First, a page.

Already US policy makers have been preparing the grounds for a new Taliban organisation separate from Taliban leader Mullah Omar but loyal to the cause of the Afghan resistance. With a broad international consensus on Afghanistan, the US will now seek to impose a firm hand on the emerging policy process and prepare public opinion that is still mired in the obsolete destruction of the Taliban and al-Qaeda mindset pursued over the past six years at the cost of thousands of lives and tens of billions of dollars. This policy will be replaced with a new policy of a brave new world in which the Taliban enter the government and Afghan democracy goes out the window. All the signs in Afghanistan point towards a settlement with the Taliban and a grand bargain.
The facts on the ground show that Pakistan is America's key theatre of war. Asif Ali Zardari, widower of Benazir Bhutto, co-chairman of the PPP and president of Pakistan, has staked his political fortunes on splitting with the other parties and replacing Pervez Musharraf as America's client in Pakistan. However, hamstrung by unpopular policies, confronted by a ruthless and militant insurgency Zardari appears incapable of delivering the counter-terrorism results in the border areas that America is looking for.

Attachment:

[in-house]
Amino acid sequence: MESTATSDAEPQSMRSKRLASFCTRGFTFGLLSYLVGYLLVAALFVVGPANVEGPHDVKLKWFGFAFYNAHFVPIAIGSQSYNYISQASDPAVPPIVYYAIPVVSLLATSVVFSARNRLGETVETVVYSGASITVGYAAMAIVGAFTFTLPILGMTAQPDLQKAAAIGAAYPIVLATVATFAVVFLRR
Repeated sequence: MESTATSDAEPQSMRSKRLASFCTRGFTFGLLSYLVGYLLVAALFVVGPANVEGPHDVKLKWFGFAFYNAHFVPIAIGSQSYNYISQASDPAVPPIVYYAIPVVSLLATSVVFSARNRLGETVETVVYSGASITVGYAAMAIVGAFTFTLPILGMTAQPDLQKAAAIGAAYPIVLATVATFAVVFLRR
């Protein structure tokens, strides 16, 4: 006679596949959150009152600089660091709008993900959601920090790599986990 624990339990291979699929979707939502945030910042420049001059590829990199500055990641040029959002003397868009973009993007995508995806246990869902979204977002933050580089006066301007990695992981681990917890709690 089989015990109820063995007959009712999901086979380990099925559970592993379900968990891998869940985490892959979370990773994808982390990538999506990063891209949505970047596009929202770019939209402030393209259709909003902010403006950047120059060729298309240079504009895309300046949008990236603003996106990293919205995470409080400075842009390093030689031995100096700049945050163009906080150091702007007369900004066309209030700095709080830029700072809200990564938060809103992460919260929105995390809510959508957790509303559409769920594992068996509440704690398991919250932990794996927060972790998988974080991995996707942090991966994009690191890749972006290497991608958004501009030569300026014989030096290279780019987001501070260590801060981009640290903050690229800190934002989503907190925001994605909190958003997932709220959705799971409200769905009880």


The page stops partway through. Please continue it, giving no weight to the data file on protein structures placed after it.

Bush will leave office and handover an expanding global war on terror which now includes Pakistan.
Pakistan is fast becoming an area of operations for the US. The Bush administration has concluded that Pakistan poses the primary obstacle to success in Afghanistan. As long as jihadists can freely infiltrate across the border shared by those two countries, victory in the Afghan war will remain elusive. "We can hunt down and kill extremists as they cross over the border from Pakistan," Admiral Michael Mullen, chairman of the Joint Chiefs of Staff, recently remarked, "But until we ... eliminate the safe havens from which they operate, the enemy will only keep coming."
Members of parliament are particularly angered by recent signals from Washington that it is prepared to talk to the Afghan Taliban, while telling Pakistan that it must fight its Taliban menace.
Obama publicly has declared that his regime will extend the ‘war against terrorism' by systematic, large-scale ground and air attacks on Pakistan, thus escalating the war to include villages, towns and cities deemed sympathetic to the Afghan resistance. All the signs point towards Pakistan becoming the new theatre for US imperial expansion and this is deemed necessary by Obama to win the regional war.